Wednesday, July 29, 2009


As a high school student, I found PowerPoint presentations very useful and helpful with regards to my learning style. They were engaging and informative, and always presented in a way that I could understand. When I entered the site PowerPoint in the Classroom, I was slightly disappointed. This tutorial on creating PowerPoint's was cheesy and at times annoying. I am all for engaging people, but this was a bit overboard. I can certainly see the humour in it, however I would have preferred a bit less 'fluff' to sift through to get to the actual information. However, the experience I had with this tutorial is certainly a lesson learned for myself as a teacher. We want to engage our students, but we do not want to go too far and come across as patronising. We do not want to lose the information we are trying to present to all the bells and whistles added to the presentation. As a teacher, I would love to keep up to date with my students and know what makes them tick, know their interests and be able to include some of these in the classroom. This is where PowerPoint's would come in handy. I could edit my PowerPoint accordingly by adding pictures, sounds and charts which will help keep my students attention. By adding these tools to a PowerPoint presentation based on the popular culture at the time, I am sure that my students would be engaged and entertained, and are therefore sure to take in the information I am trying to teach. It takes away the 'slave to the textbook' idea that many students may have regarding their teachers.


PowerPoint in the Classroom, 2009. Retrieved July 29, 2009 from


  1. Hi Kelly,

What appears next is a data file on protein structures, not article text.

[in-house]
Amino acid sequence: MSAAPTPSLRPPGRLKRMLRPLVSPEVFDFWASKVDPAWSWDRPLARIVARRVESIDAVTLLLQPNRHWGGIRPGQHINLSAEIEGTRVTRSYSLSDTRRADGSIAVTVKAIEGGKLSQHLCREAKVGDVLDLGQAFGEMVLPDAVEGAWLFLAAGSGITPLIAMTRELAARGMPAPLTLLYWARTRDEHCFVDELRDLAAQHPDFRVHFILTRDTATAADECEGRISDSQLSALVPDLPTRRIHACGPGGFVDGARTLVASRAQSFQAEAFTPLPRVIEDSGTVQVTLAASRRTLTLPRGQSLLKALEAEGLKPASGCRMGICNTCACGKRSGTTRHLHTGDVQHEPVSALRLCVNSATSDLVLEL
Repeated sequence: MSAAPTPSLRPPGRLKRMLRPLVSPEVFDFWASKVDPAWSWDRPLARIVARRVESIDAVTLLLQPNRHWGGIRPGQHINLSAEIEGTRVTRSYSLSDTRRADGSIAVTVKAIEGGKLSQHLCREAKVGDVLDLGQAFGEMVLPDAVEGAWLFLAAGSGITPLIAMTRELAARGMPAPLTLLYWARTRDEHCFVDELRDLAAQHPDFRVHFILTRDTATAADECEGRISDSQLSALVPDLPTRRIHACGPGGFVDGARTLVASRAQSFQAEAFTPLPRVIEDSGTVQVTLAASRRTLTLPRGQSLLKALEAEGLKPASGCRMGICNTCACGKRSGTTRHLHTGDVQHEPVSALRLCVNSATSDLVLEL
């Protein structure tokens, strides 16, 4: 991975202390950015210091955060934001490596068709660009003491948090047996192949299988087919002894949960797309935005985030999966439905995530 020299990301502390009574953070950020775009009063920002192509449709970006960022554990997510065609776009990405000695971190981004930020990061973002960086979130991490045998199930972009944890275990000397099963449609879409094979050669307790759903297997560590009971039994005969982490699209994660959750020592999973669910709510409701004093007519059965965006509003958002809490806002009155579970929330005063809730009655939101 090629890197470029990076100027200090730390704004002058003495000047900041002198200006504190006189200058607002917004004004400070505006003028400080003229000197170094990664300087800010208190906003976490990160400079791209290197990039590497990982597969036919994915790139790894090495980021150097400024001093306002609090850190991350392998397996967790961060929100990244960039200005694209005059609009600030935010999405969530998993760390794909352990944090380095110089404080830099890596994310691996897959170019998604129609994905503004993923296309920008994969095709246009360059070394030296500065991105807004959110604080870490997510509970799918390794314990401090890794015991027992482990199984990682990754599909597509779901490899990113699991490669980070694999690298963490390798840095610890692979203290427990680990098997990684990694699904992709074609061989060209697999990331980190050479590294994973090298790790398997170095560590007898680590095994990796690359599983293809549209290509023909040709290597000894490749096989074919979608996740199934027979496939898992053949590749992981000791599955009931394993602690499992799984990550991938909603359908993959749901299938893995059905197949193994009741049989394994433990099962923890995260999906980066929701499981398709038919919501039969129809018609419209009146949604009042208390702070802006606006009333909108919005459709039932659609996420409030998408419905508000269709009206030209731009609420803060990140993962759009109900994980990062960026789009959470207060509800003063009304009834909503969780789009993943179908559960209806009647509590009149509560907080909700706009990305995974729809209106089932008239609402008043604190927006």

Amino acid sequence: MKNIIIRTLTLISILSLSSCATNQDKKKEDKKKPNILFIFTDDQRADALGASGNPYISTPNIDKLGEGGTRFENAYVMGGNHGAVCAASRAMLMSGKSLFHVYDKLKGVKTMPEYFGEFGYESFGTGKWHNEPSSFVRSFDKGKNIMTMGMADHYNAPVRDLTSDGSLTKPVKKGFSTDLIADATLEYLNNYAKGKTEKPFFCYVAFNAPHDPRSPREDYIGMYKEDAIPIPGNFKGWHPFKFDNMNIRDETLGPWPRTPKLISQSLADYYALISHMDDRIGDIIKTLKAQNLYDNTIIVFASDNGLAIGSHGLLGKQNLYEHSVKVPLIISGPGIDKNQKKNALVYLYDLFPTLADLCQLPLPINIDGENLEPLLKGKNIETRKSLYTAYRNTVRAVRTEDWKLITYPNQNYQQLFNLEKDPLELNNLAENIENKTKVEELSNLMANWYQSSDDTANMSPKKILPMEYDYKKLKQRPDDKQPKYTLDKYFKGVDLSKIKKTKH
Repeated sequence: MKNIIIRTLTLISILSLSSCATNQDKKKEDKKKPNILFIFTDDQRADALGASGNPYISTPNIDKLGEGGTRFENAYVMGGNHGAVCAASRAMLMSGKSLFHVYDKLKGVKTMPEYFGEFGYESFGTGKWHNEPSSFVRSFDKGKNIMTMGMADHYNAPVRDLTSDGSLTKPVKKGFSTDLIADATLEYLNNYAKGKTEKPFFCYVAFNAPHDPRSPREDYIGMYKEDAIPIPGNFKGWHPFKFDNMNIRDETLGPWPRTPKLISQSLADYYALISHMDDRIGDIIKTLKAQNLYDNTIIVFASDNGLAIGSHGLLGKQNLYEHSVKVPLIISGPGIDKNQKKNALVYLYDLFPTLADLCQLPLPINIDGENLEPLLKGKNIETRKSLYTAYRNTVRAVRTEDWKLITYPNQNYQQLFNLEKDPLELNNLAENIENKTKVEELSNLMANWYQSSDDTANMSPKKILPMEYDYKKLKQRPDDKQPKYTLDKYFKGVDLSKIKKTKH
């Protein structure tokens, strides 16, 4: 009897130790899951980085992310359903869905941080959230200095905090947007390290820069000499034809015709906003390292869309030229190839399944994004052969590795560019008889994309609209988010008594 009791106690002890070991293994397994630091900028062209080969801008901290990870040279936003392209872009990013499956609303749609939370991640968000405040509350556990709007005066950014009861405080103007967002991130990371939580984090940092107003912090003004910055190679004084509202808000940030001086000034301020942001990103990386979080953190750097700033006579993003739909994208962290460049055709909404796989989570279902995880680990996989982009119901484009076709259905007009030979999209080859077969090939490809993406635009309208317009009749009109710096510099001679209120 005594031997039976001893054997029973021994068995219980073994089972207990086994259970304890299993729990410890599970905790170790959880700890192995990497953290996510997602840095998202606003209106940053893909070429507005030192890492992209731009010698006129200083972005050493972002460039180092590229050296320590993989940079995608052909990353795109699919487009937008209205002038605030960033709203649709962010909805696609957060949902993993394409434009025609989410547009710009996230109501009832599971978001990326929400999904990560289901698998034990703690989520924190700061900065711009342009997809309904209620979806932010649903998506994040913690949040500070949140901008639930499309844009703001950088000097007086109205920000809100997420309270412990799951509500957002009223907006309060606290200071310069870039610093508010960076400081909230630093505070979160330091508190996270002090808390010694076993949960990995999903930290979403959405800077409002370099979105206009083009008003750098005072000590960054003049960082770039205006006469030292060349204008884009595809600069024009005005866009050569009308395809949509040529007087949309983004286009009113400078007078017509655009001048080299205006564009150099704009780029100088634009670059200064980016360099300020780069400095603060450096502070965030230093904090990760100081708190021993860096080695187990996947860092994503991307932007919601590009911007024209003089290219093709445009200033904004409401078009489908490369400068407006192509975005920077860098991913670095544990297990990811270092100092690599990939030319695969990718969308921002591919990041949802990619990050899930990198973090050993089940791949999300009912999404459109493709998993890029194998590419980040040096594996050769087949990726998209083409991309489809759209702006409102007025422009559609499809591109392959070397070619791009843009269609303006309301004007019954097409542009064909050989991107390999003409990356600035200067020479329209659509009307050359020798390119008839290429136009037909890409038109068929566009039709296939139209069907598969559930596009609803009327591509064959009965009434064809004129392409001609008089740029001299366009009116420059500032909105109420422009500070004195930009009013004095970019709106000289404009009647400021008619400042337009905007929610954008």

Wow, my sentiments exactly relating to the 'cheesyness' of the PowerPoint tutorials. If it was PowerPoint68 that the tutorial was addressing then perhaps the style and humour and pace of the
    tutorial may have been somewhat warranted. (ie funky animations and nifty sound effect)

    I actually found the tutorial an agonising experience. It was so 'text-driven', and 'tiresome' which is quite ironic as the very thing the tutorial is promoting is apparently this diverse, wonderful, engaging, flexible, easy to use software.


  2. That's good to hear Tony, I am glad I am not the only one that felt that way, as I wasn't too sure how bold it was of me to say what I said. However, I was suspicious that it may have been a 'curve ball' thrown in the course. I'm sure Scot will know if someone hasn't actually looked at the presentation, judging by thier response. :-)
    Thanks for posting.

  3. Hi Kelly

    I didn't even finish the tutorial for powerpoint 2007, which is what I have. It was nauseating. The program is very simple, so I played around with it instead. You voiced my sentiments exactly.